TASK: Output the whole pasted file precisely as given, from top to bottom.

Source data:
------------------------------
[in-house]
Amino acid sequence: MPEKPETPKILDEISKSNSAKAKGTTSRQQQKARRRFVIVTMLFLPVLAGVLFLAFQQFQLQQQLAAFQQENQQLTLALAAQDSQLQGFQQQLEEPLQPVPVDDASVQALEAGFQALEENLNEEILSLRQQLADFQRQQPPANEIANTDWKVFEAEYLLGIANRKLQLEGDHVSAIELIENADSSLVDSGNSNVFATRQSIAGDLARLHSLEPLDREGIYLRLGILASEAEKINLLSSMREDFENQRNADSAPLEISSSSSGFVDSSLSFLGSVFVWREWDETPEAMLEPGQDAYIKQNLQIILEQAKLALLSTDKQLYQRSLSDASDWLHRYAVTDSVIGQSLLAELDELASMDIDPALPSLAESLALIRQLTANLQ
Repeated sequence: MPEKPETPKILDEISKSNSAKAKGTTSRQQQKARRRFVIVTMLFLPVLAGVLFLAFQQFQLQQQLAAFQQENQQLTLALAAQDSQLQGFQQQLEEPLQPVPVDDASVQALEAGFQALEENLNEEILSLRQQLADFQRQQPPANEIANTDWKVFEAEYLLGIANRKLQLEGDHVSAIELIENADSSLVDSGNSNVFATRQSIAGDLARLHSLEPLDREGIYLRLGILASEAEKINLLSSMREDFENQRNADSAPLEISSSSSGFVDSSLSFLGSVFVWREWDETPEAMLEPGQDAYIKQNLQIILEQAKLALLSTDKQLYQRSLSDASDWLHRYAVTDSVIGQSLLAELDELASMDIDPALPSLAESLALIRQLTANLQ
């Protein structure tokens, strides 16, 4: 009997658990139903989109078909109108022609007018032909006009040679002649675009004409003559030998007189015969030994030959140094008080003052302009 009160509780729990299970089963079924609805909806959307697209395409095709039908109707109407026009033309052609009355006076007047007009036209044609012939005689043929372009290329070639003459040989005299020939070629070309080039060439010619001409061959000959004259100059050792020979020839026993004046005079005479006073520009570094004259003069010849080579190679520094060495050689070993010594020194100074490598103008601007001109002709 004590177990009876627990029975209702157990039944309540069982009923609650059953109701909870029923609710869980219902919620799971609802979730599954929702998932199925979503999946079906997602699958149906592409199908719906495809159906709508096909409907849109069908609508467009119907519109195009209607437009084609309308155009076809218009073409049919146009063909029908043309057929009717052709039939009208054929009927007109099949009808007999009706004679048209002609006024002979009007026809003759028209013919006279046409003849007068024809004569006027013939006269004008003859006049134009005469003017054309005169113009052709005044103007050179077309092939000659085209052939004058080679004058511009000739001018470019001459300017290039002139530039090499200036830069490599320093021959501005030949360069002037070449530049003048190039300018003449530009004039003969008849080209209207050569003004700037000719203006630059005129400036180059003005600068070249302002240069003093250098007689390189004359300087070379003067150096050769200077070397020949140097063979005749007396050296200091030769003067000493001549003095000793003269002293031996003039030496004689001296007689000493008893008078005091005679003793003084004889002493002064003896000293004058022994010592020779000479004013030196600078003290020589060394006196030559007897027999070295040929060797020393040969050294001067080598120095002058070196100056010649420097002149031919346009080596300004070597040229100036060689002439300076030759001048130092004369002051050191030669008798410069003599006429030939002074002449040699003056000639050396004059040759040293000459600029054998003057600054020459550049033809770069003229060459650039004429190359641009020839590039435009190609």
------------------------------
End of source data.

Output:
[in-house]
Amino acid sequence: MPEKPETPKILDEISKSNSAKAKGTTSRQQQKARRRFVIVTMLFLPVLAGVLFLAFQQFQLQQQLAAFQQENQQLTLALAAQDSQLQGFQQQLEEPLQPVPVDDASVQALEAGFQALEENLNEEILSLRQQLADFQRQQPPANEIANTDWKVFEAEYLLGIANRKLQLEGDHVSAIELIENADSSLVDSGNSNVFATRQSIAGDLARLHSLEPLDREGIYLRLGILASEAEKINLLSSMREDFENQRNADSAPLEISSSSSGFVDSSLSFLGSVFVWREWDETPEAMLEPGQDAYIKQNLQIILEQAKLALLSTDKQLYQRSLSDASDWLHRYAVTDSVIGQSLLAELDELASMDIDPALPSLAESLALIRQLTANLQ
Repeated sequence: MPEKPETPKILDEISKSNSAKAKGTTSRQQQKARRRFVIVTMLFLPVLAGVLFLAFQQFQLQQQLAAFQQENQQLTLALAAQDSQLQGFQQQLEEPLQPVPVDDASVQALEAGFQALEENLNEEILSLRQQLADFQRQQPPANEIANTDWKVFEAEYLLGIANRKLQLEGDHVSAIELIENADSSLVDSGNSNVFATRQSIAGDLARLHSLEPLDREGIYLRLGILASEAEKINLLSSMREDFENQRNADSAPLEISSSSSGFVDSSLSFLGSVFVWREWDETPEAMLEPGQDAYIKQNLQIILEQAKLALLSTDKQLYQRSLSDASDWLHRYAVTDSVIGQSLLAELDELASMDIDPALPSLAESLALIRQLTANLQ
């Protein structure tokens, strides 16, 4: 009997658990139903989109078909109108022609007018032909006009040679002649675009004409003559030998007189015969030994030959140094008080003052302009 009160509780729990299970089963079924609805909806959307697209395409095709039908109707109407026009033309052609009355006076007047007009036209044609012939005689043929372009290329070639003459040989005299020939070629070309080039060439010619001409061959000959004259100059050792020979020839026993004046005079005479006073520009570094004259003069010849080579190679520094060495050689070993010594020194100074490598103008601007001109002709 004590177990009876627990029975209702157990039944309540069982009923609650059953109701909870029923609710869980219902919620799971609802979730599954929702998932199925979503999946079906997602699958149906592409199908719906495809159906709508096909409907849109069908609508467009119907519109195009209607437009084609309308155009076809218009073409049919146009063909029908043309057929009717052709039939009208054929009927007109099949009808007999009706004679048209002609006024002979009007026809003759028209013919006279046409003849007068024809004569006027013939006269004008003859006049134009005469003017054309005169113009052709005044103007050179077309092939000659085209052939004058080679004058511009000739001018470019001459300017290039002139530039090499200036830069490599320093021959501005030949360069002037070449530049003048190039300018003449530009004039003969008849080209209207050569003004700037000719203006630059005129400036180059003005600068070249302002240069003093250098007689390189004359300087070379003067150096050769200077070397020949140097063979005749007396050296200091030769003067000493001549003095000793003269002293031996003039030496004689001296007689000493008893008078005091005679003793003084004889002493002064003896000293004058022994010592020779000479004013030196600078003290020589060394006196030559007897027999070295040929060797020393040969050294001067080598120095002058070196100056010649420097002149031919346009080596300004070597040229100036060689002439300076030759001048130092004369002051050191030669008798410069003599006429030939002074002449040699003056000639050396004059040759040293000459600029054998003057600054020459550049033809770069003229060459650039004429190359641009020839590039435009190609």